Friday, October 24, 2014

Poland – Guide #3 in Krakow

At 2pm Sunday afternoon, Driver #2 promptly loaded us into the van and drove us from Auschwitz to Krakow where we arrived at 3:30pm. Driver #2 let us know that our guide, Anna, would meet us at 5pm. Since we had no proper meal for the entire day, we quickly made our way to a sidewalk café. I could not resist a second coffee of the day and ordered a café latte. We immediately realized that Krakow was special with the picturesque streets and buildings.
It tasted as wonderful as it looks!
Guide #3 – Anna from Krakow

Shortly before 5pm, we met Guide #3 of the weekend, Anna. Anna was an attractive and friendly young woman who greeted us warmly as she explained she would walk us through Krakow for the next 3.5 hours and then escort us to the train station.

Wawel Castle and Wawel Cathedral 
We climbed Wawel Hill to Wawel Castle which is adjacent to Wawel Cathedral. Anna explained how Wawel Castle had been modified many times due to fires, conquerors making changes or Polish kings "remodeling." As a result, the architecture reflects many time periods and styles.
The first castle tower we encountered. The Gothic Wawel Castle was built in the 14th century.
Wawel Castle overlooks the Vistula River. We see the castle defensive wall and the lovely grassy banks of the river. 
Approaching the outer castle courtyard …
Wawel Cathedral has been the primary burial site for Polish monarchs since the 14th century thus there are multiple burial chambers as seen in this photo.
Castle gate leading to the arcaded courtyard.
…. And the arcaded courtyard is an example of Renaissance art although the tall upper tier is uniquely Polish. It was raised to allow larger windows for more light in the rooms of this level.
Front of Wawel Cathedral.
The massive bones hanging left of the heavy cathedral door are said to protect Krakow from destruction which may be true given the centuries of partition especially during WWII. Legend says they belong to Smok Wawelski, Wawel's fearsome dragon. They are likely belong to a blue whale or woolly mammoth or rhinoceros.
Walking Krakow

As dusk approached, Anna led us from the castle on the hill into the heart of Krakow.
The narrow streets pull us in as we try to absorb all the interesting details assaulting our eyes and ears.
Krakow is known as the city of churches with 120 Roman Catholic churches. St. Andrew's Church, built between 1079 and 1098, is one of the best-preserved Romanesque buildings in Poland. Notice the defensive windows along bottom as it was also a fortress church.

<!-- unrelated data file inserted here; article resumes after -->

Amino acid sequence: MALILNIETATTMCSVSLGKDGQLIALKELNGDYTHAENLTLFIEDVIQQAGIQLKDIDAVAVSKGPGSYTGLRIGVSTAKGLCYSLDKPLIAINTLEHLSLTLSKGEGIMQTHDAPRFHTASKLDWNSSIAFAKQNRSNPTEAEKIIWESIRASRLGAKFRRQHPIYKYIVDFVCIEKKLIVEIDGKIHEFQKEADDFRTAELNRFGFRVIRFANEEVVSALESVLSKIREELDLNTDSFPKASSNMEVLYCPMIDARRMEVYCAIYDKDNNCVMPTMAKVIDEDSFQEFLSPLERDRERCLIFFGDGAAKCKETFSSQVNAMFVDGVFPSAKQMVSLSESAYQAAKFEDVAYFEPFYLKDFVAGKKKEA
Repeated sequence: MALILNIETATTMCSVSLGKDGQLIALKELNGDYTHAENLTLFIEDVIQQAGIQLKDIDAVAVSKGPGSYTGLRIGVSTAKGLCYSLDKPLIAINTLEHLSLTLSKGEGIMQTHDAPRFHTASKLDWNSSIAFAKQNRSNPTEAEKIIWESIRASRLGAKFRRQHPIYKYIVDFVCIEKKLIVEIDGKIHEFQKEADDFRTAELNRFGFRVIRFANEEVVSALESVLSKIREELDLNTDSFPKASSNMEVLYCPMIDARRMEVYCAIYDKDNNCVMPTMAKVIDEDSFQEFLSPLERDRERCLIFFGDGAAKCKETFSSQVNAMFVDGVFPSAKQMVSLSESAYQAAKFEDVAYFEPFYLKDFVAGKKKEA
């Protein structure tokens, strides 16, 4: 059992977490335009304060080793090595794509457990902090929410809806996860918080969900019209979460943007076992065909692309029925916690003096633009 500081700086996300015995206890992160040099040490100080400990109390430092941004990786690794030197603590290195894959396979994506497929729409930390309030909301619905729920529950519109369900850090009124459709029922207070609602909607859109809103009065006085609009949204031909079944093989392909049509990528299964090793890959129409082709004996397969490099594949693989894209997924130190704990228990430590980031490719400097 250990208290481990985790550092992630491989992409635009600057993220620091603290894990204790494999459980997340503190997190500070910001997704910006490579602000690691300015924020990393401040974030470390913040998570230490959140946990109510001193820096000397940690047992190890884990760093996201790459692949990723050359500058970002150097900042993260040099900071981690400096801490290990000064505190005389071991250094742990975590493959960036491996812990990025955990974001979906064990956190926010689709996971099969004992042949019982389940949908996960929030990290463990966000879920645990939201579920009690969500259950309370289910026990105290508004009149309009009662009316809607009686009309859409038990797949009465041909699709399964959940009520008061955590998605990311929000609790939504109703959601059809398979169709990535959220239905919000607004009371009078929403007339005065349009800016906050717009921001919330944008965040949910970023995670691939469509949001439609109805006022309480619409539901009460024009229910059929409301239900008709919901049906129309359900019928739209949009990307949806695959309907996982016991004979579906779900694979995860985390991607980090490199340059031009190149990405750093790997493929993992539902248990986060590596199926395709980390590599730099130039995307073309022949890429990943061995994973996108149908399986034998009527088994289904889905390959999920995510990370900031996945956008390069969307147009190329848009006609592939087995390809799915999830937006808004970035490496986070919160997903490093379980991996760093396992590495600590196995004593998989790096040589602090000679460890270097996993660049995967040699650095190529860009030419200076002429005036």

The Saints Peter and Paul Church is entirely in Baroque style built between 1597 and 1619. The statues of the apostles are in straight line parallel to the street. The builder did this to create an illusion because the church building itself is not parallel.
As part of Jagiellonian University, this door leads to Collegium Juridicum which is a Gothic structure built in the 15th century. This university counts Pope John Paul II as an alumni.
We were excited to shop in this candy store. Wawel chocolates are made in Krakow  - so many varieties!
Krakow’s market square is humongous! At the top of every hour for hundreds of years, the Trumpeter of Krakow sounds the trumpet from the top of St. Mary's Basilica's tallest tower. Anna made sure we heard the 7pm blast.
We thoroughly enjoyed our afternoon in Krakow with Anna. She shared so much of the local history and told us many stories and legends. It was quite the counterbalance to our morning tour of the concentration camps.

However, our day was not quite over. We made our way to the Krakow train station and found our compartment. Unlike the morning train, this one was completely full and our compartment of eight seats was all occupied. We did manage a short nap on our way back to Warsaw. We arrived late at 11:30pm and there was no sign of Driver #1 as promised. Non-pulsed, we simply found our way through the underground tunnel to the hotel.

Sleep came quickly after such a day.

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